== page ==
Working jointly in the two labs gives me the opportunity to have a lot of say in and control over the project, and this is extremely unique for an undergraduate.
While working as an undergraduate research assistant in the Crowther Lab at Barnard College, led by assistant professor of chemistry Andrew Crowther, and at the Roy Lab at Columbia, Hannah Christianson ’22 is discovering how to modify two-dimensional materials by changing their electronic and magnetic properties.
The experience has allowed her to develop greater confidence in navigating a professional work environment and to strongly consider graduate school, where she could apply the lessons she’s learned toward a doctorate in chemistry.
Outside the lab, Christianson is passionate about ancient history, involved in peer-to-peer tutoring, and is the co-president of the Barnard Chemical Society. Additionally, she has participated in theatre on campus and Youth for Debate, the latter being a program that mentors high school students whose schools do not offer opportunities for formal debate.
Read on to learn more about Christianson’s research at Barnard and Columbia.
How would you describe the research you’re doing and what you’ve discovered to a lay audience?
I am taking materials that are essentially two-dimensional, which means they are only a few atoms thick but can be fairly long and wide, and I am substituting the top layer of atoms on this material with other elements. This is to change its magnetic and electronic properties and its future functionality.
What is your role in this research?
I am a research assistant in the Crowther Lab at Barnard and the Roy Lab at Columbia. Working jointly in the two labs gives me the opportunity to have a lot of say in and control over the project, and this is extremely unique for an undergraduate. During my time in these labs, I’ve worked on exfoliating the crystals we are researching down to a two-dimensional level and then modifying them. Afterwards, I analyze their properties and report my findings.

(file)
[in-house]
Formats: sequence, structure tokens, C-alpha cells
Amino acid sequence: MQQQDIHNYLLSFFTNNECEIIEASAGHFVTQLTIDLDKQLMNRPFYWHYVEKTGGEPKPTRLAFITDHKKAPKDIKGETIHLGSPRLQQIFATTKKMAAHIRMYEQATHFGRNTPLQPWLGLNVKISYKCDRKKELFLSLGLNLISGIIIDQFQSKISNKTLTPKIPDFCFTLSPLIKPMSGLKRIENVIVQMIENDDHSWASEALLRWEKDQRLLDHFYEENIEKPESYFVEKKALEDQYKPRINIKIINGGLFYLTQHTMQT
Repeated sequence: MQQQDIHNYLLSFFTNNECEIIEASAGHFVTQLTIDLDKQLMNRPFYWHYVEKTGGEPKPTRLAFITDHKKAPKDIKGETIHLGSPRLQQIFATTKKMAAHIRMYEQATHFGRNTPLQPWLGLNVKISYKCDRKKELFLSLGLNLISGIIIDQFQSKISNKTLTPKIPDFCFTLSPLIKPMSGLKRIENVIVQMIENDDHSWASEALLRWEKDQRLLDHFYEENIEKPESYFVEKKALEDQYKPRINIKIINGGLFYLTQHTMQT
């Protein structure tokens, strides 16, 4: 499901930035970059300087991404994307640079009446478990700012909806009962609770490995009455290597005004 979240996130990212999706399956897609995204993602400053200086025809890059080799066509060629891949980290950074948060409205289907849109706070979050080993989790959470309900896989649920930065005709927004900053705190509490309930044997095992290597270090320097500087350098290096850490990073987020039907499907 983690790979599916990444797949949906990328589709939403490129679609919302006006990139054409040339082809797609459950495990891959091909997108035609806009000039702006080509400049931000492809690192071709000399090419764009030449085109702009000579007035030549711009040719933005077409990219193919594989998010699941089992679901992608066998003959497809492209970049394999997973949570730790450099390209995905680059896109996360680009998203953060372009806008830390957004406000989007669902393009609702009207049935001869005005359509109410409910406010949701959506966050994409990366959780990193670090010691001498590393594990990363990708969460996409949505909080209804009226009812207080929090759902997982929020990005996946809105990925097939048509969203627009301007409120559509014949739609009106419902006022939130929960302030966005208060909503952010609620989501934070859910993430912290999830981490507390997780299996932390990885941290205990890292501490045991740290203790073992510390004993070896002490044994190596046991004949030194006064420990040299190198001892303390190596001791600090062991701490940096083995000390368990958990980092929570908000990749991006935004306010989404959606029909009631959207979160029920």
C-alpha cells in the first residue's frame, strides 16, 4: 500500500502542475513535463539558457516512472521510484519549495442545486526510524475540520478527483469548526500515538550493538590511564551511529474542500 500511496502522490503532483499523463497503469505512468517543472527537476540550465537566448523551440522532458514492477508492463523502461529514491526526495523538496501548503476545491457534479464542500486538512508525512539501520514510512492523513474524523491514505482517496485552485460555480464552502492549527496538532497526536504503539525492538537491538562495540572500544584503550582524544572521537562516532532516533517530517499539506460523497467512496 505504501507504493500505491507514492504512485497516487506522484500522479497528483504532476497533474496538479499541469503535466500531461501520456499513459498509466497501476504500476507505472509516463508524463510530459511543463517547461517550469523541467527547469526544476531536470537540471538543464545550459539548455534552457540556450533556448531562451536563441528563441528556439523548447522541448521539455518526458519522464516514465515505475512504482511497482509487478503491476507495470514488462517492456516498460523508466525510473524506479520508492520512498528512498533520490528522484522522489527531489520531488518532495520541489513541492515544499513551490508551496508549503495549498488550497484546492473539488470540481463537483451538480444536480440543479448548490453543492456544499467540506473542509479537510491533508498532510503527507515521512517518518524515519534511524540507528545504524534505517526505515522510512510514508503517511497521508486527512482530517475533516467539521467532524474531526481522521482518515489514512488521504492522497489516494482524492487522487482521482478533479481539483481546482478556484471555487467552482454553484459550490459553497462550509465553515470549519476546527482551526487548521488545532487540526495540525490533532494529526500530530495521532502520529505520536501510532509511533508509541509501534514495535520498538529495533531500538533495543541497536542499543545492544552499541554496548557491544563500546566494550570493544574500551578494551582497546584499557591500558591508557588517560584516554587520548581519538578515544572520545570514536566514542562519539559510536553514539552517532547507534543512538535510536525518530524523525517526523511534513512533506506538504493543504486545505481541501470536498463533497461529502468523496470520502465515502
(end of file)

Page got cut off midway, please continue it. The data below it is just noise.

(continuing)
Why is it important to study this topic?
The modification of two-dimensional materials allows for tuning of certain properties, which will make them better for future applications in electronics. These applications could allow for faster and smaller devices that need less energy. Personally, I am passionate about quantum and materials chemistry and having the opportunity to make things in a lab environment.
Who has influenced your thinking most in this area?
The whole Barnard Chemistry Department both inspired me to continue with chemistry and made it very accessible. Professor Crowther, who helped me get this position, really made me think about bonding and materials in a new way in his Quantum Chemistry course. It was originally difficult to find a balance between having a mentorship at Barnard and working in a graduate lab at Columbia. However, having a close relationship with my Barnard professors and principal investigators allowed me to better utilize their assistance, have the confidence to navigate the space, and take more control over the project.
Where do you see this research going in the future?
As a field, two-dimensional materials are fairly young and in their early stages. This research could help in future modifications of two-dimensional materials and help them be more broadly usable.
—MAYA GILBERT ’22